The new data, received and processed by the AFL-CIO, for the first time includes voters who had PennDOT licenses that have (as of Monday) been expired since Nov. 6, 2011 or an earlier date. If those people do not renew their licenses, the licenses will be expired by at least one year on election day and thus invalid under the new law. And because the AFL-CIO’s voter file (which shows the already-publicized large number of voters with no PennDOT record) is seven months old, it could actually represent an undercount since it does not address whether those who have registered as voters since January have valid ID.

I reached out for Craig Robbins, who directs the work of the community organization, Action United, in Philadelphia and Pittsburgh, and asked him if this could really be possible.  Craig pulled me off the ceiling since I had blown a gasket before dawn reading this.  Very soberly, he advised:

No-the 18 percent figure that was put out a couple weeks ago after the state actually matched the voter records with the official state issued ID records is closer to the truth but even that is probably a stretch. But whatever it is, it’s suppression and if it stands (I can’t believe it will be allowed to stand) it will have a serious impact.

The 18% figure, which would put it darned close to 1 out of 5 voters pushed out of the polling stations is actually pretty horrendously anti-democratic, too, so it’s hard not to be spitting mad at watching this level of civil-rights-era voter suppression happening right under our noses.  Denvir climbs off the wall himself in his piece and echoes Craig’s point, but also underlines the Republican bait-and-switch of claiming that 1% or less of Pennsylvania’s voters would have an ID problem in voting, which regardless of the numbers is now widely acknowledged, to quote Craig again, that “it’s suppression.”  Clearly no one in PA knows who is on first and what is on second, other than they want to steal an election.

Again, Naked City:

But it is the state’s very inability to determine a final estimate of just how many Pennsylvanians might be impacted by the law that has fueled criticism. Initially, the state said that only 1 percent lacked valid ID. On July 3, that number skyrocketed when the Pennsylvania Secretary of State announced that 758,939 registered voters in the state, or 9 percent, may not have PennDOT IDs. In Philadelphia, 186,830 registered voters were not found in the PennDOT database, or 18 percent.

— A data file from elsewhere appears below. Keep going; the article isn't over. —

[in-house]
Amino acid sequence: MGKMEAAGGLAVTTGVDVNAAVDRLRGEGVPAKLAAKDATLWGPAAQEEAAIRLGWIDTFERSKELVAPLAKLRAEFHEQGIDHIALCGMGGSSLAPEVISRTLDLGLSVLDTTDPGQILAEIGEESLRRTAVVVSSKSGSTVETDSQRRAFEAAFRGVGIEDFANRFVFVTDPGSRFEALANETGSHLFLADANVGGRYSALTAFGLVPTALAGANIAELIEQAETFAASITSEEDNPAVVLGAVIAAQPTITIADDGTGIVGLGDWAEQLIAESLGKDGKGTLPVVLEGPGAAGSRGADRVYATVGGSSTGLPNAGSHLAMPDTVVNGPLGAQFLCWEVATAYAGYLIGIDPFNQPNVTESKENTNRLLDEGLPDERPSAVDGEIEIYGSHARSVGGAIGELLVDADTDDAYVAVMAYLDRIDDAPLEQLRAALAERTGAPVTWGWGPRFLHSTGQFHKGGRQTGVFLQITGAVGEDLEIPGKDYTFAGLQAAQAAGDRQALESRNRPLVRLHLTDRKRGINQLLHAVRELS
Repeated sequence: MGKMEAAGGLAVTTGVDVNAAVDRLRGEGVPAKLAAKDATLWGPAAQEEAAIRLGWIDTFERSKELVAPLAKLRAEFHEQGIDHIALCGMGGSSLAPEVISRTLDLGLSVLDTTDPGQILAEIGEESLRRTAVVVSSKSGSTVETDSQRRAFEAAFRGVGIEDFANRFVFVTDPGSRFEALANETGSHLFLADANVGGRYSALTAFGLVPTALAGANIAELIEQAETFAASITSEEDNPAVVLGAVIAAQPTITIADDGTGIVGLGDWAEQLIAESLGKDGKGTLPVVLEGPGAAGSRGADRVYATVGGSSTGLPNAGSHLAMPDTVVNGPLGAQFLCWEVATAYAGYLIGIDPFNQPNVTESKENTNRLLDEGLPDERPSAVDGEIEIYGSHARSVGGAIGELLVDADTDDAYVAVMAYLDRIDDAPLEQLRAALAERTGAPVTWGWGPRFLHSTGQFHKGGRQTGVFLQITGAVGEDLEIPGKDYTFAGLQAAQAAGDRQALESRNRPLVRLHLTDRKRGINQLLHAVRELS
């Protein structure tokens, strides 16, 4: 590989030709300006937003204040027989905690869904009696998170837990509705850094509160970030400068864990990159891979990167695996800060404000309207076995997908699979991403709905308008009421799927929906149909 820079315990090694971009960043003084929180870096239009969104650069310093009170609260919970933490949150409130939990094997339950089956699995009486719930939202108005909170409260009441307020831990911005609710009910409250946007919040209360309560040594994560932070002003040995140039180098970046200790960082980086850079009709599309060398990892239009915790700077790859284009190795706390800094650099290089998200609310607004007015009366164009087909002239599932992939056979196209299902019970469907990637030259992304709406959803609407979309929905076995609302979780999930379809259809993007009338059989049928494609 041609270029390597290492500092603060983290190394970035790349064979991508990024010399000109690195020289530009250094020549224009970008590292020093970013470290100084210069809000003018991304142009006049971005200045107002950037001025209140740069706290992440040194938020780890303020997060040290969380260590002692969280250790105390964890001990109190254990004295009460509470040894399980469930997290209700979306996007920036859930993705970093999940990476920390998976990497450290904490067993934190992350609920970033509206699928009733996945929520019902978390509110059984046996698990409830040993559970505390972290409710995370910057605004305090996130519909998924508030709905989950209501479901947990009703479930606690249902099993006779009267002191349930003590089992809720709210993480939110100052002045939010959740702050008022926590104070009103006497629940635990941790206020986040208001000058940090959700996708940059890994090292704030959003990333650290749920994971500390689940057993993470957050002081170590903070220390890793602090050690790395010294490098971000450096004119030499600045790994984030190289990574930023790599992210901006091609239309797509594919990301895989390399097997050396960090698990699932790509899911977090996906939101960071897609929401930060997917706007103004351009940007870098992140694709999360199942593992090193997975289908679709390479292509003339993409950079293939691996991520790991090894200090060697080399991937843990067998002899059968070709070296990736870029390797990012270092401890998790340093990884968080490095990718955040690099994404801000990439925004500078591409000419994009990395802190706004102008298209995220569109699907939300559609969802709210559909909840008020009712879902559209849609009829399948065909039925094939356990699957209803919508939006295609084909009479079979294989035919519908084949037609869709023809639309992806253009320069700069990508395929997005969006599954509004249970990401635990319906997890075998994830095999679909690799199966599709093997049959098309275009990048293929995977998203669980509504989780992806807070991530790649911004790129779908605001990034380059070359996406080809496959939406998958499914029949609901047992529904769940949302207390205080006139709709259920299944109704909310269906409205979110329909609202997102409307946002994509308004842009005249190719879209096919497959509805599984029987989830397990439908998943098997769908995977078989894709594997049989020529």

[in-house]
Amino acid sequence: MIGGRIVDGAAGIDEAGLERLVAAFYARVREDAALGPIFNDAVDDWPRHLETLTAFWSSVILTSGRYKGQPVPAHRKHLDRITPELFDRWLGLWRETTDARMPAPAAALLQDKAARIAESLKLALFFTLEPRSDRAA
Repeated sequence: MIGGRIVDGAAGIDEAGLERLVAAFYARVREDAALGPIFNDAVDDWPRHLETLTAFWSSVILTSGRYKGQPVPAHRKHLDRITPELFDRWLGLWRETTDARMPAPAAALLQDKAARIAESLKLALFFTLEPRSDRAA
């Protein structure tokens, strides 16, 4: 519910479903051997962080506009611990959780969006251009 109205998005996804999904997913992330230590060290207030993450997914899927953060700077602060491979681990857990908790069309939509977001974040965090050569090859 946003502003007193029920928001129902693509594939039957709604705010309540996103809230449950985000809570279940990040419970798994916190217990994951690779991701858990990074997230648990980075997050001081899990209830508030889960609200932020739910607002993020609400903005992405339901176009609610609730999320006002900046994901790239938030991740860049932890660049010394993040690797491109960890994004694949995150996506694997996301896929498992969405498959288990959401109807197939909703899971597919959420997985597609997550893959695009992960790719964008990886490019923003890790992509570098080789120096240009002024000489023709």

The Justice Department is now banging on the door of the courts, but this is way out of hand and the clock to the election is ticking so even with a dues ex machina injunction, some voters out there are undoubtedly already dissuaded from voting, so that harm is now irreparable in an election that is now too close to call this November.

Organizations like ACTION United are doing what they can.  When I asked, Craig reports that they are organizing a gang of “Voter Mobilizers.”

Voter Mobilizers!  Training 200 members statewide to do VR, cleanup voter list, educate and ID folks w voter ID issues and finally turn them all out to vote. Big leadership development program for us in Philly and Pitt.

Even hard work like that could be “too little, too late,” if there’s not a full court press by everyone and a judge with some sense that democracy and fair elections are still important in the United States.

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Comcast Concedes Up Selling, Cox & Times-Warner Continue Silence, and FCC Snoozes

New Orleans  The cynicism that surrounds the claims of cable companies and the FCC around lowering the “digital divide” continues to move from cloudy skies to deepest fog with absolutely no action from the FCC to solve the problem, enforce its own order, or prevent embarrassment from its own prior, public announcements.   The FCC has ceased to be an effective corporate regulator, and moved to a position akin to a hand puppet.

In a top level meeting in recent weeks between the directors of our coalition ally, ACTION United, in Philadelphia with Comcast officials that direct the Internet access program, the company frankly and flatly conceded that “yes” they were up selling to poor people who were unable to navigate access to the company for their low-cost Internet access system.  ACTION United, Local 100 United Labor Unions, ACORN International and other organizations had sent one complaint after another to the FCC about exactly this practice and in tests with our members have duplicated it time after time as a continuing and ongoing policy of Comcast.  All of this directly contradicts the FCC order in Comcast’s acquisition of NBC/Universal that they provide such access to lower income families.  Despite the company’s concession, the Comcast executives gave no assurances that the policy would change.

The FCC has failed now to respond to any complaints filed from Houston, Little Rock, Shreveport, or Philadelphia.  In Philadelphia there is some indication that the FCC simply turned the formally filed complaints over to the company for action (inaction?!?), which indicates how captive the agency is to the companies it regulates.

Despite huge publicity and announcements in the New York Times and Wall Street Journal by the head of the FCC that there was a “voluntary” agreement by Cox and Time-Warner to provide similar service in the spring, there has been no announcement whatsoever that such a program has been prepared or exists.  Correspondence to Cox and Times-Warner in Louisiana and Texas from Local 100 United Labor Unions interested in enrolling our members and the Head Start families that we represent has not been answered.   The companies are hoping that poor and working families have as little knowledge of their promises as they have of the Internet, and probably aided and abetted by the FCC, felt confident that they didn’t really need to do anything anyway.

What an interesting set of government policies and corporate implementations this is.  There is no need to do little more than pretend, since performance means nothing and only marketing has meaning.  Meanwhile the divide gets wider and wider between the top and the bottom.

Thanks for nothing, FCC!